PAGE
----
For most of your life, you’ve probably observed how your emotions physically manifest in your body. You’ve likely gotten “butterflies” when you spotted your crush in high school, and a “gut feeling” about a decision or a person. Perhaps you’ve felt “sick to your stomach” when you hear some bad news, or experienced digestive issues—like constipation, abdominal tension, or diarrhea—during a stressful time.
Abdominal tension is the sensation of your stomach muscles tightening, much like cramps. It can be caused by a number of factors such as overeating, smoking and alcohol, anxiety, or certain medications.
While it’s not exactly comfortable, it’s actually completely normal to have stomach symptoms when you’re under stress or experiencing anxiety. And luckily, there are some ways to assuage these uncomfortable issues. We went to experts in mental health and gastroenterology to find out what’s really going on, why it’s happening, and how you can work on soothing an anxious stomach.
The Gut-Brain Connection
Even though the gut and the brain appear far apart, they’re actually closely connected. "The brain and the gut work in conjunction with each other, and they are very much connected by nerves and millions upon millions of neurons sending signals back and forth through the nervous system," explains Dr Niket Sonpal MD, a New York-based gastroenterologist and internist.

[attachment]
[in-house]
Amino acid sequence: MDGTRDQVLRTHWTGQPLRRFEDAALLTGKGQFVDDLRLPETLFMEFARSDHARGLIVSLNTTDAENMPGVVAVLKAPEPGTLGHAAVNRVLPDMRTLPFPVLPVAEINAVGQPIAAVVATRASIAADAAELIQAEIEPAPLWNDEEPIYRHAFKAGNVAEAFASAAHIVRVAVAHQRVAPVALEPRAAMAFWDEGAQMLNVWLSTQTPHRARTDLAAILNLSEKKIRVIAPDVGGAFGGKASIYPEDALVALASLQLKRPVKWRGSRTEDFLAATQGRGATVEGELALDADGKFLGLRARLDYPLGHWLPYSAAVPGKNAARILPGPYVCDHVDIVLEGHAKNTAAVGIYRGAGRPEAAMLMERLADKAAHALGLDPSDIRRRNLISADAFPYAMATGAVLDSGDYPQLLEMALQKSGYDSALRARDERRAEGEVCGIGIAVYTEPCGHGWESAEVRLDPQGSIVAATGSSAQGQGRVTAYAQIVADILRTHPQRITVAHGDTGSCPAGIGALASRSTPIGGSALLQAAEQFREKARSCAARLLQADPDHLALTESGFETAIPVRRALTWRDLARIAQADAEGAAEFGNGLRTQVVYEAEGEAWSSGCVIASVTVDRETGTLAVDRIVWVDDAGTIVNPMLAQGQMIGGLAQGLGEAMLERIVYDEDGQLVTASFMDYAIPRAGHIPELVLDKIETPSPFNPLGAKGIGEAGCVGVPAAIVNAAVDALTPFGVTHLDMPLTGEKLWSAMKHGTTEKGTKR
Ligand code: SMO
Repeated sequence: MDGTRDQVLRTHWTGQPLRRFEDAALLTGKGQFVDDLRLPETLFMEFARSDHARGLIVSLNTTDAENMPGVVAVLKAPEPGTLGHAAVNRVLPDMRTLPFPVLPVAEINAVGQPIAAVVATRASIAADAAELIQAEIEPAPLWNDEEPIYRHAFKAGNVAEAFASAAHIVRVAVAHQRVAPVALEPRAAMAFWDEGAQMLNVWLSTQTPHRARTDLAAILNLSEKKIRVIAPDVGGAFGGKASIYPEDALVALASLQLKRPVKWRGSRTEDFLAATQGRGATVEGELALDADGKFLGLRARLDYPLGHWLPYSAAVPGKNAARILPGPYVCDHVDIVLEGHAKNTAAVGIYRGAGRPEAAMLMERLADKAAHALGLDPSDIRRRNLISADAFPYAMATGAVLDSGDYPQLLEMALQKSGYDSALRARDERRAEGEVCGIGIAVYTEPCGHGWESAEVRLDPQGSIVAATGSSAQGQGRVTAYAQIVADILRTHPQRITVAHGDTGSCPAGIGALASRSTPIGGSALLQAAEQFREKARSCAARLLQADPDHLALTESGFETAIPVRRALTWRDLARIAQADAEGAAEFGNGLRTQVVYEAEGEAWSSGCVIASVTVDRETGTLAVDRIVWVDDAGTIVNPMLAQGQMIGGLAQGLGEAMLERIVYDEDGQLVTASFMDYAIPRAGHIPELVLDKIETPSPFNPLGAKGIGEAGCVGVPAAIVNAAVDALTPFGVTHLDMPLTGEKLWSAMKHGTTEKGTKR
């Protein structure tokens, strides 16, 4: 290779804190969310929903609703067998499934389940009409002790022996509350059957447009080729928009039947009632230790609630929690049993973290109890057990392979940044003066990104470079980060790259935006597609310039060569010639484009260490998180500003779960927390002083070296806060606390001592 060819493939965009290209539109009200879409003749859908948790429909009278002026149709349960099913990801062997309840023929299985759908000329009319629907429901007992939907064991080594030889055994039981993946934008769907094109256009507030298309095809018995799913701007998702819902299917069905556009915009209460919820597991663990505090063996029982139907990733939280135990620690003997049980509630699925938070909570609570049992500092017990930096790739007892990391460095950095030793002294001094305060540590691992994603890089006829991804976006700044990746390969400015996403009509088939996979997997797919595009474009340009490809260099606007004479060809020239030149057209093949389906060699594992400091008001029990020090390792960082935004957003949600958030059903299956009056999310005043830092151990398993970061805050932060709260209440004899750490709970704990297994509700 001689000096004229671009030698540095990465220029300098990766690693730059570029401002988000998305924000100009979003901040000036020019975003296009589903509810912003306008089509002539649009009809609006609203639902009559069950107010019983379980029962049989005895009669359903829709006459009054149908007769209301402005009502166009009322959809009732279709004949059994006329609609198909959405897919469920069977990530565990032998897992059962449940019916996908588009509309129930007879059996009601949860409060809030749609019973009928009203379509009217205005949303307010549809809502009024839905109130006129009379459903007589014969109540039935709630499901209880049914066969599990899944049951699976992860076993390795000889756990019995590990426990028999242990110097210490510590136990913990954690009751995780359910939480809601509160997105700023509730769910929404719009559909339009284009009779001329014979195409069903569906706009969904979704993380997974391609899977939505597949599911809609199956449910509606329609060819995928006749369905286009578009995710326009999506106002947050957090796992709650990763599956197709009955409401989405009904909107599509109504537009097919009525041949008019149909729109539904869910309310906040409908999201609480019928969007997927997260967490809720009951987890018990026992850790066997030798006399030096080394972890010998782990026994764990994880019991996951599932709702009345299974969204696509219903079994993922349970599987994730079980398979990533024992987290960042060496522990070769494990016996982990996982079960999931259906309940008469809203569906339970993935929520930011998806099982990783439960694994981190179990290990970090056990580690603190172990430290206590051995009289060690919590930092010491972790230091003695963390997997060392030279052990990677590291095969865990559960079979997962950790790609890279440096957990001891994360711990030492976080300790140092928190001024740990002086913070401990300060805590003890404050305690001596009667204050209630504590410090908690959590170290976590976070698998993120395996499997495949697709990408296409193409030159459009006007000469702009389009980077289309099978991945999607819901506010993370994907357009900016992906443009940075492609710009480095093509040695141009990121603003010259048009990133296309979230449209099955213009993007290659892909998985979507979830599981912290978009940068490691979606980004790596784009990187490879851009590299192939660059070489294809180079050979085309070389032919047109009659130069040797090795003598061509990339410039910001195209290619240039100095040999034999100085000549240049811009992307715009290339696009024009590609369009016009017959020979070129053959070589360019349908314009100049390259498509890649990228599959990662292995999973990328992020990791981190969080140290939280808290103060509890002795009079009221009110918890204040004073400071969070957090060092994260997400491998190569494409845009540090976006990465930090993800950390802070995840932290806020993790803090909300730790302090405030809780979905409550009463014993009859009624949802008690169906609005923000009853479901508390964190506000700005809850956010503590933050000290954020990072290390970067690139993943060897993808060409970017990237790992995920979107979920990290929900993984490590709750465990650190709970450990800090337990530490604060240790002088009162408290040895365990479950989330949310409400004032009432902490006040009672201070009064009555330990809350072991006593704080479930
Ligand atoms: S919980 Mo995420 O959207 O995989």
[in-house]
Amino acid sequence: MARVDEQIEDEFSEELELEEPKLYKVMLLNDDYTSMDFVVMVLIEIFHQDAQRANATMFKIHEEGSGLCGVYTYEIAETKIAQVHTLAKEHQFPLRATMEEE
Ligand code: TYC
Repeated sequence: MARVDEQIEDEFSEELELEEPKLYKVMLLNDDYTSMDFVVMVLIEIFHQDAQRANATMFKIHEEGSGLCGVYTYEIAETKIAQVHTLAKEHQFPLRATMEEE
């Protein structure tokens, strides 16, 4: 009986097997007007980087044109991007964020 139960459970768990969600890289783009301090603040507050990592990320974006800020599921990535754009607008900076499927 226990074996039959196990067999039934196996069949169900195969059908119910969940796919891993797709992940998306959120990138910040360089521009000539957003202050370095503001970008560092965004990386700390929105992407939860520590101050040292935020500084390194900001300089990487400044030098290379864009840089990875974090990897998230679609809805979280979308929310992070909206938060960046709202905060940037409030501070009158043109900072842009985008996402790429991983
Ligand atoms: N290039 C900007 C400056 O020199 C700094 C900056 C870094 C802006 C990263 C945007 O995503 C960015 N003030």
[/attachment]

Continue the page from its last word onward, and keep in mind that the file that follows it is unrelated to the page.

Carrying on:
These two areas of the body are connected by chemicals known as neurotransmitters, and the processes happening within each organ can affect the other, Sonpal says. First, your nutrition and gut microbiome (the bacteria inside your gut) play a role in optimizing your brain power and even regulating your mental health.
Interestingly, 90% of the body's serotonin—known as the “feel-good neurotransmitter” that contributes to happiness and well-being—is produced in the gut, explains Kellie Ziegler, a certified applied positive psychology practitioner in Atlanta. In other words, what’s going on in your gut can play a huge role in your mental health (and vice versa).
Meet the Expert
- Dr Niket Sonpal MD is a New York-based gastroenterologist, internist, and adjunct professor at Touro College with over 10 years in the field. He was chosen as one of the top ten national residents for the Medelita-Dupont Honoring Excellent Resident Observations (or the H.E.R.O. Campaign).
- Kellie Ziegler is a certified applied positive psychology practitioner in Atlanta. She has a certificate in Applied Positive Psychology and Applied Positive Psychology Coaching which is certified by the International Coaching Federation.
On the other hand, the state of your brain affects how well your digestive system is flowing. Translation: If your brain is stressed or anxious, it’s very possible that you’ll feel some not-so-happy effects in your gut.
Possible Causes of Abdominal Tension
As with most things in the health and wellness world, there’s not one set answer why you’re experiencing discomfort in your stomach since everyone’s body is different.
For many of us, "when we are stressed or uncomfortable, this will trigger a response in our gut,” Sonpal says. Stress can cause symptoms in the gut such as belly aches, constipation, bowel movements, tension in the stomach, or contractions (cramps).